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Japan Food Guide: 15 of Kyoto's Best Street Food

There's more to Japan than sushi.
Japan Food Guide: 15 of Kyoto's Best Street Food
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There's more to Japan than sushi.

Japan is a food haven for foodies. Their cuisine is so seemingly simple yet bursting with rich, complex flavors. In my short visit to Kyoto, I must admit that I enjoyed the food walk juxtaposed to the Fushimi-Inari Shrine more than the vermillion Torii gates Kyoto is famous for.

IMAGE Steph Sison

Taking the Keihan Line, I hopped off the Fushimi-Inari Station. In just a few steps, I was already inside the Fushimi-Inari Shrine complex. If you walk towards to your hard left (you can even just follow your nose for this one), you'll find the street food walk packed with hungry locals and foreigners. Mind you, there are a lot of stalls and kiosks to try. So here, I rounded up 15 of the tastiest and cheapest (they go only up to 400 Yen) snacks you can try there. Scroll down to see more!

IMAGE Steph Sison

Grilled Quails. At first I thought they were one-day-old chicks that we have here locally, but these are actually barbecued boneless quails. 

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Crab Sticks. They put our Kani sticks to shame. Grilled and seasoned to perfection, these crab sticks are best to have if you're craving some seafood.

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Dango. They may look like marshmallows roasting on a stick but they are actually sticky cakes meant to be glazed with sweet soy sauce. They come in two flavors: the white one is made out of rice and the green one, (no, not matcha) is made out of yomogi or mugworts.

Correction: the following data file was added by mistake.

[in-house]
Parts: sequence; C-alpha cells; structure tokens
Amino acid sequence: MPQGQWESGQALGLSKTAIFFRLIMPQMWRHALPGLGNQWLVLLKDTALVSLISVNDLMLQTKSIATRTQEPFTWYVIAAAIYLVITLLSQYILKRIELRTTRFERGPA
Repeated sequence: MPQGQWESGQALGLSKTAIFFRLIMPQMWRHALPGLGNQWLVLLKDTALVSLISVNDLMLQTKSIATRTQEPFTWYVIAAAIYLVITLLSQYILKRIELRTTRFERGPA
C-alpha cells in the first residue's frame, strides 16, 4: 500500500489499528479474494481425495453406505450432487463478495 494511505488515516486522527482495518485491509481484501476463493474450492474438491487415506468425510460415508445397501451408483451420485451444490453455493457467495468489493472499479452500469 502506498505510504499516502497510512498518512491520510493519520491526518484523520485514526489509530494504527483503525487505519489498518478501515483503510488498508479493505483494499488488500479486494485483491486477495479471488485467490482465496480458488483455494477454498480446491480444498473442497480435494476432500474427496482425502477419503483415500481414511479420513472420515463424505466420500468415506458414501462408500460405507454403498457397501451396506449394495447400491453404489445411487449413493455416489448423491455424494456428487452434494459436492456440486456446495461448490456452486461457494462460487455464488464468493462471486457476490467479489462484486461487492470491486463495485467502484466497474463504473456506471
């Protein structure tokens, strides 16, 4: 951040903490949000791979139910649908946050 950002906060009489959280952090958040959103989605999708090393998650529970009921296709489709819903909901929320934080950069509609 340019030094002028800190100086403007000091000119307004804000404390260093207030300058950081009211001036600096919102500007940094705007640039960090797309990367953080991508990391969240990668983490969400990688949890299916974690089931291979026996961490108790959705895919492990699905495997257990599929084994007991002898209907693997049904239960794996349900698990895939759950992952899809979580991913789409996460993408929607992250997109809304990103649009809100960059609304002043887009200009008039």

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Japanese Egg Waffles. Unlike its Hong Kong counterpart, Japanese egg waffles are filled with custard or red bean fillings.

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Grilled Eel. The taste depends on the sauce, but texture-wise, it's mostly like chicken (or a really dense fish probably).

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Miso Rice Cake Pops. No, these aren't popsicles. These are rice cakes on a stick to be grilled and then drenched in savory miso sauce.

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Daifuku. This is the reason why you go to Japan in the first place! This sweet and chewy mochi has matcha filling and is topped with a fresh strawberry. Other mochi flavors include red bean, white bean, mugwort and strawberry.

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Negima Yakitori. These chicken and scallion scewers make for a simple snack that's full of flavor and oh-so-tender.

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Okonomiyaki. You don't leave Japan without eating one! Kyoto's style is different from Osaka's. Kyoto's rustic style resembles more of a pancake sandwich, unlike Osaka's where the ingredients are piled on an open faced pancake.

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IMAGE Steph Sison

Potato Tornado. Two words: Seaweed flakes.

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Sausages. I am not fan of wasabi. But on these sausages, I almost cheated on ketchup.

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Sweet potato fries. Crispy on the outside but soft once bitten. The Japanese have perfected the art of frying potatoes.

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Taiyaki. The famous fish-shaped pastry filled with sweet adzuki bean paste is perfect for those who just want a little sweetness to taste on their palates.

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Takoyaki. Octopus tentacles are prepared right in front of you. You're sure to be consuming the best and freshest takoyaki balls!

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Tofu steak. Grilled and glazed with a special savory sauce, it's one of Japan's cheap but highly-nutritious snacks. Vegan or not, you'll enjoy it!

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